Lung Cancer Mutation Panel

A lung cancer mutation panel is a diagnostic test used to analyze specific genetic mutations in lung cancer patients. This panel typically includes the analysis of mutations in genes that play a significant role in the treatment of lung cancer, and includes EGFR (Exons 18 to 21), KRAS, BRAF, and MET mutations.


EGFR (Epidermal Growth Factor Receptor):

EGFR mutations are frequently found in non-small cell lung cancer (NSCLC), particularly in adenocarcinomas. Analysis typically covers mutations in EGFR exons 18 to 21, where many of the clinically relevant mutations including the EGFR T790M mutation occur. EGFR mutations can predict the responsiveness of the tumor to EGFR tyrosine kinase inhibitors (TKIs), such as gefitinib, erlotinib, and osimertinib.


KRAS (Kirsten Rat Sarcoma Viral Oncogene Homolog):

KRAS mutations are common in lung cancer, especially in smokers with adenocarcinoma. Tumors with KRAS mutations are often associated with resistance to EGFR TKIs and require alternative treatment strategies.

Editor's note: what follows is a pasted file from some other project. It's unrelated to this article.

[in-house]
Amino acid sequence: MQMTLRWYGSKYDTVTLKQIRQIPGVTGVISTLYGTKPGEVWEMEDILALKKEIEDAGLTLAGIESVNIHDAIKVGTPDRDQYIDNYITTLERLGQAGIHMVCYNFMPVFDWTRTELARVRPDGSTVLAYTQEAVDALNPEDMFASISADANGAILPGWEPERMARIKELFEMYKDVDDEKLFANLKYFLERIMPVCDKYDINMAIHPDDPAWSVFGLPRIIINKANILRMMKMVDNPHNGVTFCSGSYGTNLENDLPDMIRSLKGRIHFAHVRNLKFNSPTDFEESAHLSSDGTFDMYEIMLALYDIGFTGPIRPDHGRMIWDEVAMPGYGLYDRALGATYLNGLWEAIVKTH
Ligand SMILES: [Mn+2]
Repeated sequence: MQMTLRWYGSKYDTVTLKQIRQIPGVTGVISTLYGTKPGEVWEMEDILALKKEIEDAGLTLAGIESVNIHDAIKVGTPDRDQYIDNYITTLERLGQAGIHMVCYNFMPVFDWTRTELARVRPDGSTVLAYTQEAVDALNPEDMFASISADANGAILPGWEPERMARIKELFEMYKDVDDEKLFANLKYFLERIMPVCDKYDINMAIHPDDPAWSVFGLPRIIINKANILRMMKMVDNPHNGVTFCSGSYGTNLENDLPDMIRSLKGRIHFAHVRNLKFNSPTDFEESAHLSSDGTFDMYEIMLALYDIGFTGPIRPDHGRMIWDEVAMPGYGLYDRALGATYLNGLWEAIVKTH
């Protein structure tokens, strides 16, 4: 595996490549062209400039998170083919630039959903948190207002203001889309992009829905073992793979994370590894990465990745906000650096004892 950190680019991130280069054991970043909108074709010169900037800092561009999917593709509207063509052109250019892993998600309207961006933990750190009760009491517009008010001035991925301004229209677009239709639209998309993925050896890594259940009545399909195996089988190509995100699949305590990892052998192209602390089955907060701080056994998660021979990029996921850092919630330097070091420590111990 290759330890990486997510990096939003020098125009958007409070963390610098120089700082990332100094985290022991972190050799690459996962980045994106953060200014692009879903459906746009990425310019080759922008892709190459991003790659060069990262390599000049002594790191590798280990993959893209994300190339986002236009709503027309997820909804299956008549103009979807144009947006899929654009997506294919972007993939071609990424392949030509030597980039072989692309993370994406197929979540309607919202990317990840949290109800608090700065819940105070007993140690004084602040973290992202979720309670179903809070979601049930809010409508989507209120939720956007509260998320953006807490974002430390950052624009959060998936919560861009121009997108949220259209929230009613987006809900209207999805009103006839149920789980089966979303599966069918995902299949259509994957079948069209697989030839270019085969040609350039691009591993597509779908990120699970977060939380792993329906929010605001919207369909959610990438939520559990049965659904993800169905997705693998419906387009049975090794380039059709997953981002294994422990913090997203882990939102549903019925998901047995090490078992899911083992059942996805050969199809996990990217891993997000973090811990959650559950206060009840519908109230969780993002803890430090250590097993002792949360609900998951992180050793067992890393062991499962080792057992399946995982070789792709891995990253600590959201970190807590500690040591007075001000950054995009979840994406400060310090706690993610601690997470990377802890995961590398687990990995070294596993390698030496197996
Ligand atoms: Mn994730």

BRAF (V-raf Murine Sarcoma Viral Oncogene Homolog B):

BRAF mutations are found in a subset of lung cancers. The most common mutation in lung cancer is BRAF V600E. Targeted therapies, such as dabrafenib and trametinib, are available for patients with BRAF V600E-mutated lung cancer.


MET (Mesenchymal-Epithelial Transition Factor):

MET alterations, including amplification and exon 14 skipping mutations, can occur in lung cancer. MET exon 14 skipping mutations have been associated with sensitivity to MET inhibitors like crizotinib.


The choice of targeted therapies and treatment strategies can be tailored based on the specific mutations detected in a patient’s tumor, allowing for more personalized and effective lung cancer treatment.

  • Next Generation Sequencing (NGS)
  • FFPE tissue (Paraffin Block)
  • 14 days

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